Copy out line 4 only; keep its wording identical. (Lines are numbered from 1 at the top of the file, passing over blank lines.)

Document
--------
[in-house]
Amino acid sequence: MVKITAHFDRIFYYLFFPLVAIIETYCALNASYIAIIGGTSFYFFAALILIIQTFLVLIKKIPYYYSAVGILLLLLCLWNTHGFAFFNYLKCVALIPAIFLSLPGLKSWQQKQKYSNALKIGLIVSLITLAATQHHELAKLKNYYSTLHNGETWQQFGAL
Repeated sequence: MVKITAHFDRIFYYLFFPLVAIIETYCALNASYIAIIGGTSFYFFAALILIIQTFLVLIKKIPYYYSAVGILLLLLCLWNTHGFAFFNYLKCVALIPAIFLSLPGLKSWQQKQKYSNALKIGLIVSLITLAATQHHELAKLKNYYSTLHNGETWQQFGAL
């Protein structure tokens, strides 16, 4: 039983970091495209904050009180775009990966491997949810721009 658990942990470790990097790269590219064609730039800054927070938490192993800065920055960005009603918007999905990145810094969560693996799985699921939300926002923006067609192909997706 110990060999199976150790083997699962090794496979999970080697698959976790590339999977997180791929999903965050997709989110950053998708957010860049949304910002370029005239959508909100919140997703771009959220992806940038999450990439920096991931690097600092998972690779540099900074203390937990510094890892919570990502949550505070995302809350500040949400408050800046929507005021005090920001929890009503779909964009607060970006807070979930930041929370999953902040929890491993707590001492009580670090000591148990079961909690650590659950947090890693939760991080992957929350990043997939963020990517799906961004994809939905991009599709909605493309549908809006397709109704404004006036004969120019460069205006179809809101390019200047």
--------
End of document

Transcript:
């Protein structure tokens, strides 16, 4: 039983970091495209904050009180775009990966491997949810721009 658990942990470790990097790269590219064609730039800054927070938490192993800065920055960005009603918007999905990145810094969560693996799985699921939300926002923006067609192909997706 110990060999199976150790083997699962090794496979999970080697698959976790590339999977997180791929999903965050997709989110950053998708957010860049949304910002370029005239959508909100919140997703771009959220992806940038999450990439920096991931690097600092998972690779540099900074203390937990510094890892919570990502949550505070995302809350500040949400408050800046929507005021005090920001929890009503779909964009607060970006807070979930930041929370999953902040929890491993707590001492009580670090000591148990079961909690650590659950947090890693939760991080992957929350990043997939963020990517799906961004994809939905991009599709909605493309549908809006397709109704404004006036004969120019460069205006179809809101390019200047």